• Funds from Pukka Pies and Highcross have helped us launch Y Skills Matter, which provides an exciting learning programme for young people.
  • Impact Air are working with Y Skills Matter to provide training and work experience for our young people.

  • Mattioli Woods provided a work experience placement for a young person which led to a permanent position.
  • Two businesses sponsored a house: Beauty with a Purpose and STB who’ve been superstars with pro-bono design work and donating a freezer in lockdown.

  • Utilita have created and taken part in their own fundraising challenge and donated vouchers for every young person here at The Y at Christmas.
  • Combined Knowledge provided 10 laptops for our young people and offered training sessions to both staff and residents.

  • Mercer Building Solutions donated to the “Save Our Theatre” campaign which supported the re-opening of The Y Theatre in May.
  • Asda and many more businesses have provided us with donations of food, toiletries, crafts, towels, bedding, furniture and Christmas cheer!

Our exciting partnership with Gallagher:
“What a wonderful bunch of people who go out of their way to help support some of Leicestershire’s most vulnerable young people. I would personally like to thank them for letting us be an extended part of their team and helping to pull off an amazing charity event together, Cirque du Y. I hope local businesses share my values and help support this worthy charity”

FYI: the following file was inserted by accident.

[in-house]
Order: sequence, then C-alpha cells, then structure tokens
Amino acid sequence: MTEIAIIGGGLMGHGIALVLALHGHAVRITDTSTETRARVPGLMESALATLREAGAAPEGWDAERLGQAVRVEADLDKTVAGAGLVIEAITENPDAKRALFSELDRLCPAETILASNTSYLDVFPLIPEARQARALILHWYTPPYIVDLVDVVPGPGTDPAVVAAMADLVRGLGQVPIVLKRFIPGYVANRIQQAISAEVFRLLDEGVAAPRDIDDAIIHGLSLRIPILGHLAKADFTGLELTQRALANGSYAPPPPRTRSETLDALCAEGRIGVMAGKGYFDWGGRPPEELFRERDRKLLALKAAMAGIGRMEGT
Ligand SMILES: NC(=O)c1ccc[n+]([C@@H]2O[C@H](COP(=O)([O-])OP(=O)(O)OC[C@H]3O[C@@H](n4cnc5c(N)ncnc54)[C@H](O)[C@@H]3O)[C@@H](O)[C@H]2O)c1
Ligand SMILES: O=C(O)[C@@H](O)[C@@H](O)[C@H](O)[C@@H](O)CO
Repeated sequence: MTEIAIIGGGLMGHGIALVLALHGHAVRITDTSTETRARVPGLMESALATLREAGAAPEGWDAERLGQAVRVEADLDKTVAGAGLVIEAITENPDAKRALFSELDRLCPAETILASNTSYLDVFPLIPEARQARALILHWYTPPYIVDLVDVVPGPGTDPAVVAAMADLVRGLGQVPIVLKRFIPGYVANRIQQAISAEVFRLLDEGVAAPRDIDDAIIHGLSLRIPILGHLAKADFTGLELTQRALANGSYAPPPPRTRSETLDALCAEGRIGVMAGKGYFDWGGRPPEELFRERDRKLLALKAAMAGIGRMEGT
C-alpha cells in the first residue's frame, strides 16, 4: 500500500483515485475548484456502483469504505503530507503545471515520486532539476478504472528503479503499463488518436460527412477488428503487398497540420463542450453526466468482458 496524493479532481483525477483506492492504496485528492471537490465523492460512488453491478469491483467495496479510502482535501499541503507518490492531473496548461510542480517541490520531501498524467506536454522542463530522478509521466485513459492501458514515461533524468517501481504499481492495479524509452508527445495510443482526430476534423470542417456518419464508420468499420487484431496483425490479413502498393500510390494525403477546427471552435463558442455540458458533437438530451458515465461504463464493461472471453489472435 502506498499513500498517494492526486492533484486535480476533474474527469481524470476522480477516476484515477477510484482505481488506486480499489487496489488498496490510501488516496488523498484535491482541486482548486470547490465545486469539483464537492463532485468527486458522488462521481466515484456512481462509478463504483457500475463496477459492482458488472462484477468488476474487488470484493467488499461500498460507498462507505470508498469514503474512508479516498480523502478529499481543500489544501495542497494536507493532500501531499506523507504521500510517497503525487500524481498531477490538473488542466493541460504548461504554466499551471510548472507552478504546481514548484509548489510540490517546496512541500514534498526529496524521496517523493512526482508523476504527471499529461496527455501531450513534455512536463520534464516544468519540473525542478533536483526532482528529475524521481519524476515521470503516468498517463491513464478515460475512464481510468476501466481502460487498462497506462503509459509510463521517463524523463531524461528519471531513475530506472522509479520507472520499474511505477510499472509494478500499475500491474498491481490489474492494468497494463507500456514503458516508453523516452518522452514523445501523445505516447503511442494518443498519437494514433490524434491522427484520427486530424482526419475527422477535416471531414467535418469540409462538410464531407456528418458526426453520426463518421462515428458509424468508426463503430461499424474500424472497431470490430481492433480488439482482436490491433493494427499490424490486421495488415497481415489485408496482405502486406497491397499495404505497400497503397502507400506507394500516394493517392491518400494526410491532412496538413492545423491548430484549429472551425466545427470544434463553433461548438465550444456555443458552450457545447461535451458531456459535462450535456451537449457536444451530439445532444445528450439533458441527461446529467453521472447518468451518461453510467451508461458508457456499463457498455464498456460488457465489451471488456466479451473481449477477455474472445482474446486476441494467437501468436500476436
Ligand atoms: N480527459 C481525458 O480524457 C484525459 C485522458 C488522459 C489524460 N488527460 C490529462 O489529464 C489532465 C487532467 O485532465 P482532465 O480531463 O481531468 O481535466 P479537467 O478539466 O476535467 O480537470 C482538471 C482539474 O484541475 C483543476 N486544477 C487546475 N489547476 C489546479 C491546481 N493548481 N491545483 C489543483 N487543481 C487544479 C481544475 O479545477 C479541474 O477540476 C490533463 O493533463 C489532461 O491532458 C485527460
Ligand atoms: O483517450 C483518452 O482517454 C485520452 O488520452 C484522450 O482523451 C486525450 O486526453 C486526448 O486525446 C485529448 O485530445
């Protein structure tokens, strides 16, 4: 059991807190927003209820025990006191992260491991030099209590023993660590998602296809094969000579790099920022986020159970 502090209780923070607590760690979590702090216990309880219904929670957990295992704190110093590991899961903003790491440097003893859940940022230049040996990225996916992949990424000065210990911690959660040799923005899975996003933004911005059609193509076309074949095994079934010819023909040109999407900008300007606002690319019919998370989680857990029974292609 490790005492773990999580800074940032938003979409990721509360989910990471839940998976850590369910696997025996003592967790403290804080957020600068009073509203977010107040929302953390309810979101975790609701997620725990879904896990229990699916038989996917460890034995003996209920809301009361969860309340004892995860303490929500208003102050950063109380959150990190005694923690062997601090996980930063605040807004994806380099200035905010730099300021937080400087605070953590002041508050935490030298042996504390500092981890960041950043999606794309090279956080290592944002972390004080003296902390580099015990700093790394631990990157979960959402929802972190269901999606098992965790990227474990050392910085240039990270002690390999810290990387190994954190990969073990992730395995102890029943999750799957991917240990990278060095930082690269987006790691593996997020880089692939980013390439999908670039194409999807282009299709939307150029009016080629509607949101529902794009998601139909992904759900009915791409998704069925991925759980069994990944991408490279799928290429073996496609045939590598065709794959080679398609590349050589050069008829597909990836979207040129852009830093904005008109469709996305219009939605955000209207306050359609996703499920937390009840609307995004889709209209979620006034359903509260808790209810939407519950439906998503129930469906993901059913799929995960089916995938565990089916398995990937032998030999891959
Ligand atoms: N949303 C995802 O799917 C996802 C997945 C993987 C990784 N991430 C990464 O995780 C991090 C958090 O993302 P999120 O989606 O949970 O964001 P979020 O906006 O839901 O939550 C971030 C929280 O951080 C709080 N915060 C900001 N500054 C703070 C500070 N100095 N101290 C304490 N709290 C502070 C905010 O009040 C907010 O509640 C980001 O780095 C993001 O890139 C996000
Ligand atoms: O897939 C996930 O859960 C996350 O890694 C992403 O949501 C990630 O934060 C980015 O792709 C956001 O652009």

Andrew Franks, Gallagher.
Thanks to these and so many more for making a massive difference to the lives of young people living here at The Y. If your business or work place would like to be on our ‘pretty blooming fantastic human beings’ list… please get in touch.
Thanks again,
Emma, Carly and Michelle ????

Promise to Care Pledge

We’re delighted to be added as a signatory to the “Promise to Care” pledge by Leicestershire Cares. As an organisation, we support over 100 young people aged 16 – 25 with accommodation, skills, arts, health, advice and care. Our Y Heritage team also supported and funded the care experienced book “Taking Hold of Our Heritage” in partnership with Leicestershire Cares. You can read more on that project here.